There is a growing body of evidence that children’s exposure to smoking increases their risk of heart disease as an adult.

Researchers in a study out this week in the journal Circulation, found that simply having a parent who smoked, but tried to limit their child’s exposure to their smoking, increased a child’s risk of heart disease as an adult by nearly twice that of a child whose parents didn’t smoke at all.

For kids whose parents smoked in front of them, and didn’t really limit their exposure, their risk for heart disease was four times higher than children of non-smokers.

Researchers tracked more than 1,500 Finnish children over 20 years. First collecting data between 1980 and 1983, measuring the level of cotinine in their blood. Cotinine is left behind in the blood after nicotine exposure. The researchers then followed up again in 2001 and 2007 to measure the level of carotid plaque in the now grown adults. Those children who had measured with higher levels of cotinine also had higher levels of carotid plaque, as an adult. A build-up of the plaque can lead to heart disease.

“This paper adds to the evidence base that exposure to secondhand smoke during childhood increases risk of heart disease and adult,” said Stanton Glantz, a professor at the University of California San Francisco’s Center for Tobacco Control Research and Education.

According to the Center for Disease Control, nearly 60% of children between the ages of 3 and 11 are exposed to second hand smoke, and they are most likely to be exposed to it at home.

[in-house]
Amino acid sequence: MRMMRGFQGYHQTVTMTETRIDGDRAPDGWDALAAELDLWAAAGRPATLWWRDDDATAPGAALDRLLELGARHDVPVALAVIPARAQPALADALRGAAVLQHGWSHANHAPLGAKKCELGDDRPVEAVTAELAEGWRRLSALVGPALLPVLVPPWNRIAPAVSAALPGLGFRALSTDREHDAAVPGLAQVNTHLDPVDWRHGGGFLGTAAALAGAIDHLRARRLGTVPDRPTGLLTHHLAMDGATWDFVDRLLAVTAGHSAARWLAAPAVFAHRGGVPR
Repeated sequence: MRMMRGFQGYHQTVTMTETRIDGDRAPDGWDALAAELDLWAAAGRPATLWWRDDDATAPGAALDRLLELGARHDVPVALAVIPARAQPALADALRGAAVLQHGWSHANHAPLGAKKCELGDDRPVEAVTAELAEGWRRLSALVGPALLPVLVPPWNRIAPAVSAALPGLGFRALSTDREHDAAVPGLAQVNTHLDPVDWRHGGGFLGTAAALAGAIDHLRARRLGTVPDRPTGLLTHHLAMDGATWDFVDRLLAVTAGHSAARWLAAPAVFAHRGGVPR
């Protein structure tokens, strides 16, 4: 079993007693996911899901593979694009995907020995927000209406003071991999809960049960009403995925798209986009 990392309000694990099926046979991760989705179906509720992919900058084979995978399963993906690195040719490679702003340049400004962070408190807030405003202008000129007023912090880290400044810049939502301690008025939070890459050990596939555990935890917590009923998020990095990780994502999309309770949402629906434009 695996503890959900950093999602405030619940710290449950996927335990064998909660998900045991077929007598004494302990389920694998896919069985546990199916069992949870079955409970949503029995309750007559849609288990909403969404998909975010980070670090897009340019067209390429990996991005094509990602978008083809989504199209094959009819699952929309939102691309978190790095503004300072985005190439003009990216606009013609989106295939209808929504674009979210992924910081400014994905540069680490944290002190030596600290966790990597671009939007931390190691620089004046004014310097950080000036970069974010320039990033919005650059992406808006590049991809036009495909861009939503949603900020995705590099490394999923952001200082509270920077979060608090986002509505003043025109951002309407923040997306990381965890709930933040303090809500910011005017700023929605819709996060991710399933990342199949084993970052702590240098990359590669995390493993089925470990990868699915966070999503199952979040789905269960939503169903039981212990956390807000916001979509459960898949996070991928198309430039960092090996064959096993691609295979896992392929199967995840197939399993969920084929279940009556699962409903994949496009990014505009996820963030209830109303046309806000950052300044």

To reduce children’s exposure to secondhand smoke, don’t smoke in front of children, choose child care providers and sitters who don’t smoke in front of children, and even if you don’t smoke in front of children, make sure to change your shirt after smoking, especially if you are going to be near children or infants.

Anti-smoking efforts have saved 8 million lives

— Fifty years ago, Surgeon General Dr. Luther Terry, made a bombshell announcement: “The strongest relationship between cigarette smoking and health is in the field of lung cancer. There is a very strong relationship, and probably a causal relationship, between heart disease and cigarette smoking.”

It was the first time a surgeon general said that smokers had a 70% greater chance of death and that heavy smokers were 20 times more likely to develop lung cancer than non-smokers.

The landmark report launched one of the biggest public health campaigns in U.S. history, including warning labels on cigarettes, cigarette advertising banned on TV and radio, graphic public service announcements, and anti-smoking laws.